On Oct. 15, a first-person column appeared on the Huffington Post website that didn't get as much attention as it deserved.
The piece was called, "I, Rielle Hunter, Apologize."
It was important, I think, because it was among the few apologies in recent memory by a public figure that sounded like a true apology.
Therein might lie a lesson for us all.
The list of celebrities and politicians caught acting despicably is endless. Think Paula Deen, Anthony Weiner, Eliot Spitzer, Mark Sanford. Ad nauseam.
I'm a softy by nature — a sap, a sucker, a bleeding heart — ready to hug contrite sinners at every whipstitch.
Even so, when public figures "apologize," it often leaves me more creeped out than their original misdeeds did.
Their apologies tend to follow a script that sounds to my ears like, "Well, I sort of did something ugly that actually wasn't anyone else's business. Poor me, I'm catching flak nonstop from the snoopy media and my political opponents. I'm the real victim. But let me say that if perhaps some actions, allegedly committed by someone, offended oversensitive souls who ought not have been offended, well, I'm regretful these mistakes happened — if they did."
Not so for Hunter.
You may or may not remember her as the woman who had a scandalous affair with former Democratic presidential candidate John Edwards. His wife, Elizabeth, was beloved by the public for her fight against the cancer that eventually killed her.
Both Hunter and Edwards were nationally reviled.
Hunter later wrote a book (which I haven't read) about the matter. She has now concluded that it missed the mark by downplaying her culpability.
She has written a second book (which I haven't read): In Hindsight, What Really Happened: The Revised Edition: John Edwards, Our Daughter and Me.
Yes, I know. I'm a softy, but I'm not daft. The Huffington Post column was a not-so-subtle plug for In Hindsight; I understand that.
Still, it was a serious notch or six above your typical book promotion — and your typical public apology. Here's how it opened:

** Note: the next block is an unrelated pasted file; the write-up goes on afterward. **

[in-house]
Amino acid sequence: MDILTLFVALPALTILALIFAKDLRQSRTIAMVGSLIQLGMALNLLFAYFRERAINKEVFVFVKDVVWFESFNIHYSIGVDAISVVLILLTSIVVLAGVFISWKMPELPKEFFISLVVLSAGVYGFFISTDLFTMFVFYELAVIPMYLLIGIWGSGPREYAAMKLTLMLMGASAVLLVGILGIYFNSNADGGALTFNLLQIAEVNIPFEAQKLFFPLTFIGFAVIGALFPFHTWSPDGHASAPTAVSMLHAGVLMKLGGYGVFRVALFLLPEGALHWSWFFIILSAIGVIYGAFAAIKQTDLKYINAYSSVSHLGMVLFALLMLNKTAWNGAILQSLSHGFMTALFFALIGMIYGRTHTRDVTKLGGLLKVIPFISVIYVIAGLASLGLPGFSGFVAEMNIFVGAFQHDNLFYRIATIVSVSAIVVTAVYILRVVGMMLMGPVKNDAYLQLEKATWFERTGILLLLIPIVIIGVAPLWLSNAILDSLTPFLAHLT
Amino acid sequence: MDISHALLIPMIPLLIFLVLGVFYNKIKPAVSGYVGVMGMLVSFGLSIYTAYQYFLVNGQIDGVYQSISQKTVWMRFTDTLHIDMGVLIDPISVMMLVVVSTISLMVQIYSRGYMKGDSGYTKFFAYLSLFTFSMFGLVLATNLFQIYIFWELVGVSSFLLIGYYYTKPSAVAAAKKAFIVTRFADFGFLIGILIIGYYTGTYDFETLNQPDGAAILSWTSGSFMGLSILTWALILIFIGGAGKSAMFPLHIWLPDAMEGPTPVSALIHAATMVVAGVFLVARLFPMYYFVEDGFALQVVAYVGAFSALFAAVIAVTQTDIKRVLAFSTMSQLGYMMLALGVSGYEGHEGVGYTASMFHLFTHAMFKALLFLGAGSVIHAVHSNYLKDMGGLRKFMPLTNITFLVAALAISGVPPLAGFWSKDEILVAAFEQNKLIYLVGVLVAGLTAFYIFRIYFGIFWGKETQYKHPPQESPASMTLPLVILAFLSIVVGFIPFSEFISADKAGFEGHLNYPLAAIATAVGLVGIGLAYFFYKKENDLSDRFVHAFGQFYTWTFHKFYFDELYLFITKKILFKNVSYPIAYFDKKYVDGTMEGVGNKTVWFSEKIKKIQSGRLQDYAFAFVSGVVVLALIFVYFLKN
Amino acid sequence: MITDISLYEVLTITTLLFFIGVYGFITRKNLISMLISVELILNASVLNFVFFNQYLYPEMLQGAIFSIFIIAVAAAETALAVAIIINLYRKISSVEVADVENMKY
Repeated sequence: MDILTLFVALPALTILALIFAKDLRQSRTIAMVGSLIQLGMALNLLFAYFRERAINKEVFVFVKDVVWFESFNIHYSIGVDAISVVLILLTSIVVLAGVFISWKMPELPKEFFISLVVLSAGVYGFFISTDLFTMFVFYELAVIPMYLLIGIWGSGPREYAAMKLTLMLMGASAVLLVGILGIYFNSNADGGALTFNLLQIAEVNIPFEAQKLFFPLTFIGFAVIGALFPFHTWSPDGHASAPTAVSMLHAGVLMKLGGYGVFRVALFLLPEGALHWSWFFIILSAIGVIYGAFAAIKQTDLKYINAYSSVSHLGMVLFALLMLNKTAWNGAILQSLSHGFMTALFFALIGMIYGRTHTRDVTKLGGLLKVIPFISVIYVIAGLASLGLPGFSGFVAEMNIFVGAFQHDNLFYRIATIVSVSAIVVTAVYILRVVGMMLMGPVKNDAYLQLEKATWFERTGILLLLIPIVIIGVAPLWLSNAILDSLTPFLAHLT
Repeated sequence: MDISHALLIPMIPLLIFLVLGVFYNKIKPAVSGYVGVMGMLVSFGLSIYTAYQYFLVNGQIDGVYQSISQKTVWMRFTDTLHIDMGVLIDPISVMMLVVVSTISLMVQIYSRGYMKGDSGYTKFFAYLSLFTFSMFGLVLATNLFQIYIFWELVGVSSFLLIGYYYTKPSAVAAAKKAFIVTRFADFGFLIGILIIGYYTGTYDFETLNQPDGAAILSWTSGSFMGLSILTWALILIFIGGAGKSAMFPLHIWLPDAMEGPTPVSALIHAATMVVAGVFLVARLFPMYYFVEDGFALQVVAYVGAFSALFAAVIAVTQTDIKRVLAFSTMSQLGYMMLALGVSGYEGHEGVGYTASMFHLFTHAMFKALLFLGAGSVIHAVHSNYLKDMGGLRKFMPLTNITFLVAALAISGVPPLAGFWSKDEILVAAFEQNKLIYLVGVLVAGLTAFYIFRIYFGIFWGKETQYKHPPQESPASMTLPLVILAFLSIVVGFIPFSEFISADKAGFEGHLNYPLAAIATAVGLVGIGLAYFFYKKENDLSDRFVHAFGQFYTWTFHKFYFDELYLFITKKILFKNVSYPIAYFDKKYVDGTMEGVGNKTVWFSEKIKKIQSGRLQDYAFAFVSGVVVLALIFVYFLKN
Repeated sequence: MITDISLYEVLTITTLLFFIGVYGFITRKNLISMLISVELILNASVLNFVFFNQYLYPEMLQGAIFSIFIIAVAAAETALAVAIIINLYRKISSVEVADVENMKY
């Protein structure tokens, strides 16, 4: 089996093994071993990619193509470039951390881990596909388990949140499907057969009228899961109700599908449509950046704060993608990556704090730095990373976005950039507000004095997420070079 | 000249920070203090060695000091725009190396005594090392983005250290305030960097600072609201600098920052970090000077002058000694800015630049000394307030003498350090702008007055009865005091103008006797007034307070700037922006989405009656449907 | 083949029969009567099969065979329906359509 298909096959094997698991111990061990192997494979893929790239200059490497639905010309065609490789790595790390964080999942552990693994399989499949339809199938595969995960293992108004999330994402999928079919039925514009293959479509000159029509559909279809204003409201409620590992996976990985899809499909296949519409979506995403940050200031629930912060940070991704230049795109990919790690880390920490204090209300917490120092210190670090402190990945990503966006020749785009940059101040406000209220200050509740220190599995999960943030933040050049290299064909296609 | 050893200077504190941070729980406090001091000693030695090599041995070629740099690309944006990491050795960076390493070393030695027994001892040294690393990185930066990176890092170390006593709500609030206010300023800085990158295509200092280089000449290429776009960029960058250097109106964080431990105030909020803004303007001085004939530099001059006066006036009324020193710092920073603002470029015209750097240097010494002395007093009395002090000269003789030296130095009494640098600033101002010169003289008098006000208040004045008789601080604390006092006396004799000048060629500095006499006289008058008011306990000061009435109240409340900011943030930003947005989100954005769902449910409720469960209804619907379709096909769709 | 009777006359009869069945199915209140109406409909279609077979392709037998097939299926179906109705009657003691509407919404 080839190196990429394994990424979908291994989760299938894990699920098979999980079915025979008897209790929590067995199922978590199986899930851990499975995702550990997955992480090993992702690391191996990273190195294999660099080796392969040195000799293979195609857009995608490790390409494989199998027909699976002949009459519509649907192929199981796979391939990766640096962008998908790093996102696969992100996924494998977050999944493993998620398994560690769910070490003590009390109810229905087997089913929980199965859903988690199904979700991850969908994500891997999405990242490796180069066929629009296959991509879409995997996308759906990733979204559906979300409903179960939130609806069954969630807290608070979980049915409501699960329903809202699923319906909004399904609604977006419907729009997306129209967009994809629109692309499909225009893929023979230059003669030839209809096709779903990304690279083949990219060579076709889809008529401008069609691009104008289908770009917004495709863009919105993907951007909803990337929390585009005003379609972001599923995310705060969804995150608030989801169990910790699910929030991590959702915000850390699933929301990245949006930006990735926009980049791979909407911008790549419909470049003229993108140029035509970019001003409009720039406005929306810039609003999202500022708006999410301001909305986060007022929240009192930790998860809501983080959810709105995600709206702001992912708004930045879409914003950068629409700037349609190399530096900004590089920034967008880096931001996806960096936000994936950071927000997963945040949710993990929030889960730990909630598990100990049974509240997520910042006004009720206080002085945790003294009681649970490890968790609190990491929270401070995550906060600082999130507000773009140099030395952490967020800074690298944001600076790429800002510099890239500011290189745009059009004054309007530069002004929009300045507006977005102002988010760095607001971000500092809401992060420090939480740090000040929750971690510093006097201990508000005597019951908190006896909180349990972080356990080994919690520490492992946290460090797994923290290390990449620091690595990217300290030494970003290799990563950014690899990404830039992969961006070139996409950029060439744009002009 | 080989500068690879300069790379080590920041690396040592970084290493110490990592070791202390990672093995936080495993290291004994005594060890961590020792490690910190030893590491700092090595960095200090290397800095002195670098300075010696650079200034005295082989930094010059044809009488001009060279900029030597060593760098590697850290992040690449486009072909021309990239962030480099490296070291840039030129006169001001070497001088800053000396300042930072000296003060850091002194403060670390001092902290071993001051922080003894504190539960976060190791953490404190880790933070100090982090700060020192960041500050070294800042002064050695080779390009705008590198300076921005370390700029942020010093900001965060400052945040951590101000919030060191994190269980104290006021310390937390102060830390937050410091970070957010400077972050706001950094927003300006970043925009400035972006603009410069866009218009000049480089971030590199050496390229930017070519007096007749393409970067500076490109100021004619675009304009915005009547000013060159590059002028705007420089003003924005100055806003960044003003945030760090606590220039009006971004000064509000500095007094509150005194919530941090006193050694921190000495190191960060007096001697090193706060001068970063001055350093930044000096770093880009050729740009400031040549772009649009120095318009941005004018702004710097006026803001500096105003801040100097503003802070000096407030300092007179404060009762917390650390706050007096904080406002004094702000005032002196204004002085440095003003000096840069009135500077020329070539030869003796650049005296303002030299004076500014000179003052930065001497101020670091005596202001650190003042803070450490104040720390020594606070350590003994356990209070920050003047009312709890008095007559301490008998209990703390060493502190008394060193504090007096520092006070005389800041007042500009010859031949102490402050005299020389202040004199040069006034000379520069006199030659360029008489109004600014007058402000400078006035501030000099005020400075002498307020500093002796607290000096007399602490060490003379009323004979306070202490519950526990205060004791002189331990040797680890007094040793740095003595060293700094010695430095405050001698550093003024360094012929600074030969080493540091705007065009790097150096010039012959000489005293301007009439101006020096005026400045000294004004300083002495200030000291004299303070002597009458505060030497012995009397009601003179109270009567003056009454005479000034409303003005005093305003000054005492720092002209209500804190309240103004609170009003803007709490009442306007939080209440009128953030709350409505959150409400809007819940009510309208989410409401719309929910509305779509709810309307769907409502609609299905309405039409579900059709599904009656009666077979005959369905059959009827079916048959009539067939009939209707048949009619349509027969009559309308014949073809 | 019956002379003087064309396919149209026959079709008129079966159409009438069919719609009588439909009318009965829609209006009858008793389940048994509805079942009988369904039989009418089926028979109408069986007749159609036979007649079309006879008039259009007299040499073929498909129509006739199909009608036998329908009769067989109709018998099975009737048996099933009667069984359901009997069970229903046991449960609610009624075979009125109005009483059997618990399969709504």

"I behaved badly. That may seem obvious to you but it's taken me a long time to admit that, even to myself. For years I was so viciously attacked by the media and the world that I felt like a victim. I now realize that the attacks are actually beside the point. The point is: I behaved badly.
"I am very sorry for my wrong, selfish behavior. Back in 2006, I did not think about the scope of my actions, how my falling in love with John Edwards, and acting on that love, could hurt so many people. I hurt Elizabeth and her kids. I hurt her family. I hurt John's family. I hurt people that knew Elizabeth. I hurt people who didn't know Elizabeth but loved her from afar. I hurt people who gave their hard earned dollars to a campaign — a cause they believed in. I hurt people who are married and believe in marriage. Many of these people have let me know that I hurt them. Unfortunately, I was not thinking about anyone but myself. I was selfish."
Hunter's essay continued from there. You can easily find it online.
It was what an apology is supposed to be and rarely is.
Yes, she referred to hits she took from the media. But she didn't blame reporters.
She, in fact, got it: She was a target because she'd hurt innocent people.
That wasn't the media's fault. It wasn't the Republicans' fault. It wasn't the fault of Edwards' Democratic primary opponents.
It was her fault. She did it. She was guilty. (Of course it was equally Edwards' fault, but it's not her job to apologize for him. That would be his job.)
It took her a while, but she finally realized the truth. She grew up. She wanted to do the only thing she could: Say she's truly sorry.
A cynic might wag a finger and growl, "You stupid cow. How could you have not recognized the damage you were causing? And now you want off the hook? No way!"
But I don't think most of us are cynics. We're not bitter and cruel and petty.
Most of us really want to accept others who've erred.
We relate to errant behavior because we've messed up ourselves.
Maybe we haven't done what Hunter and Edwards did, but we've done something. We understand what it's like to drag around leaden shackles of guilt.
We also understand that often you don't know what you don't know until, finally, agonizingly, you know it.
You immaturely live for yourself and don't understand how you're wreaking havoc in others' lives. Until one day your eyes are opened.
And then you're so, so sorry. But it's too late.
Hey, that's the human condition, isn't it? That's all of us who are honest and at least marginally adult. We've done stuff we long to undo but can't.
At that point, the only thing left is to take total, unconditional responsibility.
The amazing thing is, if we do that, people forgive us. They welcome us back.
The other amazing thing is how often wrongdoers are so self-pitying, egomaniacal or childish that they're incapable of real apology even when they see they were wrong.
I've always wondered how many wounds in this world could be healed, how many divorces and wars averted, if somebody would just say, "I screwed up. It was my fault and no one else's. I'm terribly sorry. I'll try to never do that again."
Paul Prather is pastor of Bethesda Church near Mount Sterling. You can e-mail him at firstname.lastname@example.org.